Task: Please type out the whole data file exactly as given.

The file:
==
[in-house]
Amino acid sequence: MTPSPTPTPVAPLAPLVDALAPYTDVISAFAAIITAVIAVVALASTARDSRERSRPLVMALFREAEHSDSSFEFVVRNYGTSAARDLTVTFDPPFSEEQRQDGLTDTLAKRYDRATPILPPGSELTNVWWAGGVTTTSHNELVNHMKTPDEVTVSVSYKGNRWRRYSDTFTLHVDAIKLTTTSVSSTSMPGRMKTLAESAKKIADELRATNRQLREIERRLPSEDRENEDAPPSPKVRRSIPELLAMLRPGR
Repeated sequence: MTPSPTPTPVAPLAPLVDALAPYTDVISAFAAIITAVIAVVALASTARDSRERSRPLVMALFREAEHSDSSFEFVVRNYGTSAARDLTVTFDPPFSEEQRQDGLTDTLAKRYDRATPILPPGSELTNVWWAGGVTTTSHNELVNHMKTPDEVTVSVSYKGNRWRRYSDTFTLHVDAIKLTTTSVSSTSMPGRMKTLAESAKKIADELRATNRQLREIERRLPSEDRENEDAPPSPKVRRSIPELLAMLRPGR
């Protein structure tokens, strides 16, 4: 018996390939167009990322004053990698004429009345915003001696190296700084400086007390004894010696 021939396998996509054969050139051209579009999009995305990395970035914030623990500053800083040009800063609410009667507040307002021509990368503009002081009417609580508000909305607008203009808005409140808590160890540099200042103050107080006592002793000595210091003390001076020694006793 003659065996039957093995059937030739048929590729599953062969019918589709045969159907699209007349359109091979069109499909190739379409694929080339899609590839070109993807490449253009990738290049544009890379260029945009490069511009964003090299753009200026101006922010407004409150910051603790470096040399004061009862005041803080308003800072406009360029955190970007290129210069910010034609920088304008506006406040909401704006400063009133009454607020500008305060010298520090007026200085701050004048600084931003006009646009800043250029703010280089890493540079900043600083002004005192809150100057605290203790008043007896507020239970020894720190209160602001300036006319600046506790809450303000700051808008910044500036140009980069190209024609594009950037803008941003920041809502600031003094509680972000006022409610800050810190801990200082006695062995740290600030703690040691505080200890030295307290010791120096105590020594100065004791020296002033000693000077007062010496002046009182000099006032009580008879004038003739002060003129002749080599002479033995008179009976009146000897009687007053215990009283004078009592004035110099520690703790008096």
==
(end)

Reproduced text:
[in-house]
Amino acid sequence: MTPSPTPTPVAPLAPLVDALAPYTDVISAFAAIITAVIAVVALASTARDSRERSRPLVMALFREAEHSDSSFEFVVRNYGTSAARDLTVTFDPPFSEEQRQDGLTDTLAKRYDRATPILPPGSELTNVWWAGGVTTTSHNELVNHMKTPDEVTVSVSYKGNRWRRYSDTFTLHVDAIKLTTTSVSSTSMPGRMKTLAESAKKIADELRATNRQLREIERRLPSEDRENEDAPPSPKVRRSIPELLAMLRPGR
Repeated sequence: MTPSPTPTPVAPLAPLVDALAPYTDVISAFAAIITAVIAVVALASTARDSRERSRPLVMALFREAEHSDSSFEFVVRNYGTSAARDLTVTFDPPFSEEQRQDGLTDTLAKRYDRATPILPPGSELTNVWWAGGVTTTSHNELVNHMKTPDEVTVSVSYKGNRWRRYSDTFTLHVDAIKLTTTSVSSTSMPGRMKTLAESAKKIADELRATNRQLREIERRLPSEDRENEDAPPSPKVRRSIPELLAMLRPGR
């Protein structure tokens, strides 16, 4: 018996390939167009990322004053990698004429009345915003001696190296700084400086007390004894010696 021939396998996509054969050139051209579009999009995305990395970035914030623990500053800083040009800063609410009667507040307002021509990368503009002081009417609580508000909305607008203009808005409140808590160890540099200042103050107080006592002793000595210091003390001076020694006793 003659065996039957093995059937030739048929590729599953062969019918589709045969159907699209007349359109091979069109499909190739379409694929080339899609590839070109993807490449253009990738290049544009890379260029945009490069511009964003090299753009200026101006922010407004409150910051603790470096040399004061009862005041803080308003800072406009360029955190970007290129210069910010034609920088304008506006406040909401704006400063009133009454607020500008305060010298520090007026200085701050004048600084931003006009646009800043250029703010280089890493540079900043600083002004005192809150100057605290203790008043007896507020239970020894720190209160602001300036006319600046506790809450303000700051808008910044500036140009980069190209024609594009950037803008941003920041809502600031003094509680972000006022409610800050810190801990200082006695062995740290600030703690040691505080200890030295307290010791120096105590020594100065004791020296002033000693000077007062010496002046009182000099006032009580008879004038003739002060003129002749080599002479033995008179009976009146000897009687007053215990009283004078009592004035110099520690703790008096």